Friday, August 12, 2022


Do you want Endurance, the electric pickup truck?

By Russ and Tiña De Maris
We wrote earlier about Endurance, the electric pickup truck. It’s the genius of startup builder Lordstown Motors. The company has formed an alliance with Camping World to act as a seller and service point for the coming EVs. Now the air is crackling with more news of the electric pickup.

100,000 reservations

Earlier this week, Lordstown crowed that it now has 100,000 reservations for its new pickem’up. How does that translate to orders? While the interest shown is significant, like Grampa always said, “Don’t count your money until it’s in your fist.” The “reservations” are non-binding.

Interestingly, the average potential customer (if they follow through) is buying 600 trucks each. We’re not sure how many RVers would buy more than one pickup, let alone 600 of them. It seems all these reservations are from commercial fleet operators. Government entities have expressed interest but can’t place an “order” until the truck is actually in production, which won’t be until later this year.

While production hasn’t yet fired up, Lordstown does have a prototype truck (pictured). You’ll note it is a full-size rig, which the company is promoting as “designed for fleet operation.” Note those words, if you will. They may become significant to RVers and other family-type buyers down the road. Will you need endurance if you buy Endurance, the electric pickup?

250-mile range

The claimed range of Endurance is 250 miles. Once again, we point out that’s not too many miles for a recreationist. In the world of fleet operations, 250 miles is great. We can imagine a plumbing contractor employee tossing his tools in the back and heading off to a few local job sites. Trot around town or out a bit in the county, and at day’s end, plug ‘er in for an overnight charge.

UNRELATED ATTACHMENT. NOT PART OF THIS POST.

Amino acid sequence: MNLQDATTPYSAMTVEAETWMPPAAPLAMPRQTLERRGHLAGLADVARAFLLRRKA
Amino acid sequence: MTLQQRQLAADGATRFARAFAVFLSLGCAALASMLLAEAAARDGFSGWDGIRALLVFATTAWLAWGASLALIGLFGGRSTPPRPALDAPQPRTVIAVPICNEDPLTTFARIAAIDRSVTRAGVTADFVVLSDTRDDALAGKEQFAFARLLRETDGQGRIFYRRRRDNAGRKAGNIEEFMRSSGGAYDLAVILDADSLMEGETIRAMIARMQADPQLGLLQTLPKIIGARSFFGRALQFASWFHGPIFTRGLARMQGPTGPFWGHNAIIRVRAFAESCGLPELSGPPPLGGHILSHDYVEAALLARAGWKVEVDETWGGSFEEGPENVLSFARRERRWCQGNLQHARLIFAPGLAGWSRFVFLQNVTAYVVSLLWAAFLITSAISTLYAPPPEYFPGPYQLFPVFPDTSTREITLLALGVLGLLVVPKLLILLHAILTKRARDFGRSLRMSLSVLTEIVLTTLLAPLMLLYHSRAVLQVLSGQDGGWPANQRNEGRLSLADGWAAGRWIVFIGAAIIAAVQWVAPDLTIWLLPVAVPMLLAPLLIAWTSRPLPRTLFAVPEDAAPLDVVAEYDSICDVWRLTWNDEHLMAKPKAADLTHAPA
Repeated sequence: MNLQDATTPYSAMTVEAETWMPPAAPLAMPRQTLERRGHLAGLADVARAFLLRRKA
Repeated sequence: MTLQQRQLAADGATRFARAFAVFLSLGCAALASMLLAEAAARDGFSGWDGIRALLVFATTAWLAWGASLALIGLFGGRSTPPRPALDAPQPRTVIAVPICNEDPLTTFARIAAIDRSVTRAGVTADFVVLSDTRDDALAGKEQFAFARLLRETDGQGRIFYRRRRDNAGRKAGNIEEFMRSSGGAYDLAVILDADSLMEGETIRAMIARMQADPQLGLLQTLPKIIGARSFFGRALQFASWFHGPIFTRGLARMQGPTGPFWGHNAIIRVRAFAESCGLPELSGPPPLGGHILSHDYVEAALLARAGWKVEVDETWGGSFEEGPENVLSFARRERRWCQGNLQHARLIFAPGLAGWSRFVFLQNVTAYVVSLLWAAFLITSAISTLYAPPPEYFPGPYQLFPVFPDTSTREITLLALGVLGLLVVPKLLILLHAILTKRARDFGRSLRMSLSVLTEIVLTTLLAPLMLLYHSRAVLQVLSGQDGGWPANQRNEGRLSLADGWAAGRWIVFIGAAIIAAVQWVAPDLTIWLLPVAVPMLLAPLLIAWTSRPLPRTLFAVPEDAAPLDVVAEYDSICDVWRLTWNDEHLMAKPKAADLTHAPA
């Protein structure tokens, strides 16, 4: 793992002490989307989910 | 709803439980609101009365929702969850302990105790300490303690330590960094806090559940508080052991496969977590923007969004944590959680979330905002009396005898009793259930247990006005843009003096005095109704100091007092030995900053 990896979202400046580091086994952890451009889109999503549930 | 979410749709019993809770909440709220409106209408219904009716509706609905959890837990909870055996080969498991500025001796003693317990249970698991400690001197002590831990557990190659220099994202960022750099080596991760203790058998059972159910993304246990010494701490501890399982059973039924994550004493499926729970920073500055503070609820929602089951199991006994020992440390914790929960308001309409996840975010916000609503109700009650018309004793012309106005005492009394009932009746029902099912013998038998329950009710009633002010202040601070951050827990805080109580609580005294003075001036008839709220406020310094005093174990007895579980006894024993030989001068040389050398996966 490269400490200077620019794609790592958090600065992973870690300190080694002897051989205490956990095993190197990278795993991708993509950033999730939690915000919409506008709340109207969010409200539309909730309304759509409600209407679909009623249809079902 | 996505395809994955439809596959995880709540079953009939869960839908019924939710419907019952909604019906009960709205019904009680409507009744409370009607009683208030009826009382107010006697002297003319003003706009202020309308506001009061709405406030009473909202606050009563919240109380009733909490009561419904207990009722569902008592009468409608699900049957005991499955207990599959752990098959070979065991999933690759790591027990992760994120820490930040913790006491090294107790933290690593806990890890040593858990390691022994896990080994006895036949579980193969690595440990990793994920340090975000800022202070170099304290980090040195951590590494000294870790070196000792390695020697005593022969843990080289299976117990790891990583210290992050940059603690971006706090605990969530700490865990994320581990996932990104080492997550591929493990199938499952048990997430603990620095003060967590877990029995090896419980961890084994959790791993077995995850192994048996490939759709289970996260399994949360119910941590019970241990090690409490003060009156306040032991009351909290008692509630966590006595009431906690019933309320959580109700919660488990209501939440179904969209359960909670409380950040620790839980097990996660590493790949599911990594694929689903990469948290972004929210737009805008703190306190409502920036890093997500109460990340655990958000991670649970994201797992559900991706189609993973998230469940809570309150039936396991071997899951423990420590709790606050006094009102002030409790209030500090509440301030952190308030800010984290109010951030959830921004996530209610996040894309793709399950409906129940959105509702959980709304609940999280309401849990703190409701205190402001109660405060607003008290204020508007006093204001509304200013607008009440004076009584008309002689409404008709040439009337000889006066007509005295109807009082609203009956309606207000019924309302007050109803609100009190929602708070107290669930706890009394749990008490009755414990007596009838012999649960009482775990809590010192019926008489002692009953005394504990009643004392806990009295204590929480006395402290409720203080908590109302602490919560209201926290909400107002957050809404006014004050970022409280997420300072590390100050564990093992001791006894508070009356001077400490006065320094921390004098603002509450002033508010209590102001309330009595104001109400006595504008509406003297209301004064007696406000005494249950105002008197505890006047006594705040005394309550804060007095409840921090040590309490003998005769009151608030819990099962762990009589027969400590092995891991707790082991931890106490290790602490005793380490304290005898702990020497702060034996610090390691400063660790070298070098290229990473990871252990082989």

With a projected tow capacity of 7,500 pounds, there are some towable RVs that could fit into the picture. But what happens to the projected 250-mile range when that kind of load is dropped down on the hitch? We find it quite interesting that Camping World is hitching up to the Endurance star, since Lordstown itself promotes the truck for fleet use.

Do you want Endurance, the electric pickup? Beta test units will soon be hitting the road. We’re not sure how Lordstown will determine who gets the Beta units, but it would definitely be interesting if a few RVers were selected for the job. Then come September, when Endurance rolls onto the streets for the general public, we’d have a better idea of just how much endurance there really is.

Photo credit: Lordstown Motors via 


Get an electric truck – or RV – from Camping World?
Tesla truck: Useful to RVers? Or a waste of money?



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1 year ago

I’m pretty sure that Camping World would have been much smarter to work out a deal with Rivian. Product soon to be in production, greater mileage, more towing capacity. Just sayin’

Bob P
1 year ago